Sony FE 70-200mm F4 G OSS E-mount lens review by QuietOC
|QuietOC#46875 date: Jul-23-2022|
flare control: 4
|ownership:||I own this lens|
|compared to:||Tamron 28-200 RXD|
Tokina AF 35-200 SD
Minolta MD 50-135 F3.5
Sigma 50-150 F2.8 EX DC HSM II
Sony DT 55-200 SAM
Vivitar 70-150 F3.8
Tamron 70-180 F2.8 VXD
Sigma 70-200 F2.8 EX DG OS HSM
Sigma 70-200 F2.8 EX DG APO
Canon EF 70-200 F4 L USM
Vivitar S1 70-210 F3.5 I & II
Minolta AF 70-210 F4
Minolta AF 70-210 F3.5-4.5
Minolta AF 80-200 F2.8 HS APO G
Minolta AF 80-200 F2.8 APO G
Tokina 80-200 F2.8 AT-X Pro
Vivitar 85-205 F3.8
Minolta AF 100-200 F4.5
Minolta AF 135 F2.8
Canon EF 135 F2.8 Softfocus
Canon EF 200 F2.8 L USM
Minolta AF 200 F2.8 APO G
Minolta AF 200 F2.8 HS APO G
|price paid:||800 USD (used)|
|positive:||Low chromatic aberration|
Panning mode OSS
Removable tripod mount included
"Dust and moisture resistant"
|negative:||Price, size, weight|
1 meter minimum focus
Not the smoothest rendering
Tripod ring rotates when locked
Limited to 15 FPS
No Silent Aperture Drive
No Breathing Compensation
72mm filter threads
|comment:||This is the second oldest E-mount G series lens and the first one for full-frame cameras. While it was announced with the original mirrorless full-frame bodies, it wasn't available until months later. There is generous amount of open space behind the rear element indicating this could have been used for SLRs and could certainly accommodate teleconverters if the rear baffles were modified. "Made in JAPAN."|
I do a lot of panning shots and have missed the benefits of panning stabilization on the smaller lenses I prefer to use. The Sony FE 70-300 G OSS and E 70-350 G OSS both lack a panning mode switch, but this lens has it. It does lack Mode 3 for erratic subjects like on the 200-600 G.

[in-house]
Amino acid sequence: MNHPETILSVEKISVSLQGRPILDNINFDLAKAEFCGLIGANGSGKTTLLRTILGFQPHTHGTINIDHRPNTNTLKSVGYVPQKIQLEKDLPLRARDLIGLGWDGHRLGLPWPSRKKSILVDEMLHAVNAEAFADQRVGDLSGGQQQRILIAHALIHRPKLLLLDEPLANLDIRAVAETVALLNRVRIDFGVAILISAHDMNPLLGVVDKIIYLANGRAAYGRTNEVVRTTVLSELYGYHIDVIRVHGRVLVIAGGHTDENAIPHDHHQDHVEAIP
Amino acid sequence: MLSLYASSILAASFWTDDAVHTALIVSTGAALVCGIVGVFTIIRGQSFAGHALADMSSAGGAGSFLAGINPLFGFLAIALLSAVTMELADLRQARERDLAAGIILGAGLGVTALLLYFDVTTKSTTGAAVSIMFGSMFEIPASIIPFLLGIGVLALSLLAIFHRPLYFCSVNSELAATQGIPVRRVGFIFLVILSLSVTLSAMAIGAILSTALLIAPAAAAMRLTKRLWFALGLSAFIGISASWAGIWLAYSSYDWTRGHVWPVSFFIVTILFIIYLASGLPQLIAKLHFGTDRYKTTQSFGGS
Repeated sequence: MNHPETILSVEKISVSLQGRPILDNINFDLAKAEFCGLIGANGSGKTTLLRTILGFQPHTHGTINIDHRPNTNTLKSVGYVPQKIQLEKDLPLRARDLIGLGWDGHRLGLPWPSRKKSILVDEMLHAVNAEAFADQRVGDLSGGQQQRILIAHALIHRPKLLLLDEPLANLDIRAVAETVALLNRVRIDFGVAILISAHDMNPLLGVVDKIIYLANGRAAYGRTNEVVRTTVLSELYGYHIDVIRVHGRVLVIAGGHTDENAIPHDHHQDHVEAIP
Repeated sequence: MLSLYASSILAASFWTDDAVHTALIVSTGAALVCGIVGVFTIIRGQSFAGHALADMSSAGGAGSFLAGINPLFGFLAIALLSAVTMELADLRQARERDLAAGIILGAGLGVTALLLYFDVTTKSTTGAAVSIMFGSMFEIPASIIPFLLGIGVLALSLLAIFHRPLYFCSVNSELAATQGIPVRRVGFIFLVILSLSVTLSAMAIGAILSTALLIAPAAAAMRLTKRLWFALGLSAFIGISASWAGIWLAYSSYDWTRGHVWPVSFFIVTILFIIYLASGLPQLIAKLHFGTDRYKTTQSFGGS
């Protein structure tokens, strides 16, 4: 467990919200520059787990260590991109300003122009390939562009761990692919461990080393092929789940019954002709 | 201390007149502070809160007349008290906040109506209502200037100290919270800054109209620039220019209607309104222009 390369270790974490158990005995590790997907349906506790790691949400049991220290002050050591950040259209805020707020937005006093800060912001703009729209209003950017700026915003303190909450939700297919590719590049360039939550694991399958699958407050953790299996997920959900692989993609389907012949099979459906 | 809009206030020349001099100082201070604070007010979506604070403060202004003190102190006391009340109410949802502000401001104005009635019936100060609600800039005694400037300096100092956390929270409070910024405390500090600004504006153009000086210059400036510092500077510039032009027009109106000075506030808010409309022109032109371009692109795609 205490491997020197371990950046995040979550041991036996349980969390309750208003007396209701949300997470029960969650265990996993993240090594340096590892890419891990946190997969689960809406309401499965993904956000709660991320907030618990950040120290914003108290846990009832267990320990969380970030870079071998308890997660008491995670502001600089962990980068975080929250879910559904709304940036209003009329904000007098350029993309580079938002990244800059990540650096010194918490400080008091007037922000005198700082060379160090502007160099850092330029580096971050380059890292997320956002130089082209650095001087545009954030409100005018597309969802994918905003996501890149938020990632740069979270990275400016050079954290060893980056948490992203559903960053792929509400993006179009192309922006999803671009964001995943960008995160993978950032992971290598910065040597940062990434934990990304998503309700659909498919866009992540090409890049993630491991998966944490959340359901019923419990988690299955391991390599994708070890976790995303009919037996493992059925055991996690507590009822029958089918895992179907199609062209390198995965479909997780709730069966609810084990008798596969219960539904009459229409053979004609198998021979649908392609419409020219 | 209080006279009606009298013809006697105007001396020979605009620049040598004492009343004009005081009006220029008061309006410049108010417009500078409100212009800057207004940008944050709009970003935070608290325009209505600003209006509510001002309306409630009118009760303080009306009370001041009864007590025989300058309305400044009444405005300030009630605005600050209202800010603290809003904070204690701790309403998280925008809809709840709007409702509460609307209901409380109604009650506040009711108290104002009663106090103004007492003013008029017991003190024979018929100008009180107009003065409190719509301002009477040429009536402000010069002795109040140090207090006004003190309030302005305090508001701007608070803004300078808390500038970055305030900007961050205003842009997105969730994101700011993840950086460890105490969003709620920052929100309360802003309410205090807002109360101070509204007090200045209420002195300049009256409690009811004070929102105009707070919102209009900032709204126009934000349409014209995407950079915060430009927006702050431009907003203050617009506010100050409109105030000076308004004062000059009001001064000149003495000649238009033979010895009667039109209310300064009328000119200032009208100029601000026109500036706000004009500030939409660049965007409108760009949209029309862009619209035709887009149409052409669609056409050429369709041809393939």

I made what I felt was a generous offer on Greentoe for this lens, but the counter offers where closer to the list price. The best copy still has some misalignment especially at the wide end, and the right side is softer in the mid range. However it is sharper at the long end than the Canon EF 70-200mm F4 L USM I was using.
I had previously tried this lens in a store at least once, but I hadn't remembered how cheap it feels. I've seen photos of several broken in half. There are some alloy adornments like the strip between the control rings. The composite rear barrel has much less flex than the Tamron zooms. The plastic hood bayonet tracks on tend to get discolored which makes the lens look old and used. The hood also fit very loose.
There is no full-time DMF available. The focus and zoom controls works smoothly on two of the copies with a good amount of range for sports.
There is not much focus breathing at the wide end, but there is a noticeable amount at the long end. Even at the long end it is still much less breathing than a lens that maintains its focal length. I was expecting better breathing control like the 24-105 G and 200-600 G. The lens is somewhat varifocal with closer focus allowed at the wide-end.
There is a very limited range limiter switch that merely prevents focusing closer than 3 meters instead of 1 meter. The maximum magnification is low.
The mostly plastic Sony weighs the same as the mostly alloy Canon EF 70-200 F4 L USM mounted to the Sigma MC-11 adapter. The Sony has more vignetting despite the larger filter diameter. The Sony's background rendering is a little busier, but not too bad.
While the rear baffle is easily removed, there are other internal plastic sections which block the installation of the Sony FE teleconverters.
Overall a fairly disappointing lens for the cost. Maybe Sony will release an updated and improved version with better quality eventually. I've been expecting a new version of this lens to support faster burst rates since the ILCE-9 was released in 2017. A new version might also accept the Sony FE teleconverters.